- Unit tests
- Integration tests
- White-box tests at the system level (formerly known as System / Feature tests)
- Black-box tests at the system level, aka end-to-end tests
- EE-specific tests
- How to test at the correct level?
This diagram demonstrates the relative priority of each test type we use.
e2e stands for end-to-end.
As of 2019-05-01, we have the following distribution of tests per level:
|Test level||Community Edition||Enterprise Edition||Community + Enterprise Edition|
|Black-box tests at the system level (aka end-to-end or QA tests)||68 (0.14%)||31 (0.2%)||99 (0.17%)|
|White-box tests at the system level (aka system or feature tests)||5,471 (11.9%)||969 (7.4%)||6440 (10.9%)|
|Integration tests||8,333 (18.2%)||2,244 (17.2%)||10,577 (17.9%)|
|Unit tests||32,031 (69.7%)||9,778 (75.1%)||41,809 (71%)|
Formal definition: https://en.wikipedia.org/wiki/Unit_testing
These kind of tests ensure that a single unit of code (a method) works as expected (given an input, it has a predictable output). These tests should be isolated as much as possible. For example, model methods that don’t do anything with the database shouldn’t need a DB record. Classes that don’t need database records should use stubs/doubles as much as possible.
|Code path||Tests path||Testing engine||Notes|
||Karma & Jest||More details in the Frontend Testing guide section.|
|RSpec||More details in the Testing Rails migrations guide.|
Unit tests are on the lowest abstraction level and typically test functionality that is not directly perceivable by a user.
- Exported functions and classes: Anything exported can be reused at various places in ways you have no control over. You should document the expected behavior of the public interface with tests.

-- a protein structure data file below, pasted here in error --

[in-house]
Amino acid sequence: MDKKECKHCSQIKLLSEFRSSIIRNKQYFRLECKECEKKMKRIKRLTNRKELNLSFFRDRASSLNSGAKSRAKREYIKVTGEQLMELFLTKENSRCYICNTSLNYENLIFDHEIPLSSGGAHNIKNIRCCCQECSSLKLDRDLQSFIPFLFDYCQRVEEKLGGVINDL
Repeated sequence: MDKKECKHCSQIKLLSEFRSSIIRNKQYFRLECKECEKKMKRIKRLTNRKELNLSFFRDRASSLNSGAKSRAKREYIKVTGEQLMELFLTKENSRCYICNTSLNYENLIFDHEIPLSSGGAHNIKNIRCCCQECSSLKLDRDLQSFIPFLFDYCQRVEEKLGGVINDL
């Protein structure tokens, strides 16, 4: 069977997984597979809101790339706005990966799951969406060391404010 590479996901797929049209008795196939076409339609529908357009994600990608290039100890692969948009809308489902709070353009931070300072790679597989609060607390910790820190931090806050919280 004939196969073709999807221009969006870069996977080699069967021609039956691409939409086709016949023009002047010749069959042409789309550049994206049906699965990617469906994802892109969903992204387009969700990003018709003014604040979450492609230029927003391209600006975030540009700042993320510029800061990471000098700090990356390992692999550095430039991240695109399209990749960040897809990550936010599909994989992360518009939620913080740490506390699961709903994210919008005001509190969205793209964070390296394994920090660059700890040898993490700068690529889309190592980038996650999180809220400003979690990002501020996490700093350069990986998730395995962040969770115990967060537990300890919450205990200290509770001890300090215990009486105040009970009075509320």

- Vuex actions: Any Vuex action must work in a consistent way, independent of the component it is triggered from.
- Vuex mutations: For complex Vuex mutations, you should separate the tests from other parts of the Vuex store to simplify problem-solving.
- Non-exported functions or classes: Anything not exported from a module can be considered private or an implementation detail, and doesn’t need to be tested.
- Constants: Testing the value of a constant means copying it, resulting in extra effort without additional confidence that the value is correct.
- Vue components: Computed properties, methods, and lifecycle hooks can be considered an implementation detail of components, are implicitly covered by component tests, and don’t need to be tested. For more information, see the official Vue guidelines.
- State of the class under test: Modifying the state of the class under test directly rather than using methods of the class avoids side effects in test setup.
- Other exported classes: Every class must be tested in isolation to prevent test scenarios from growing exponentially.
- Single DOM elements if passed as parameters: For tests only operating on single DOM elements, rather than a whole page, creating these elements is cheaper than loading an entire HTML fixture.
- All server requests: When running frontend unit tests, the backend may not be reachable, so all outgoing requests need to be mocked.
- Asynchronous background operations: Background operations cannot be stopped or waited on, so they continue running in the following tests and cause side effects.
- Non-exported functions or classes: Everything that is not exported can be considered private to the module, and is implicitly tested through the exported classes and functions.
- Methods of the class under test: By mocking methods of the class under test, the mocks are tested and not the real methods.
- Utility functions (pure functions, or those that only modify parameters): If a function has no side effects because it has no state, it is safe to not mock it in tests.
- Full HTML pages: Avoid loading the HTML of a full page in unit tests, as it slows down tests.
Component tests cover the state of a single component that is perceivable by a user depending on external signals such as user input, events fired from other components, or application state.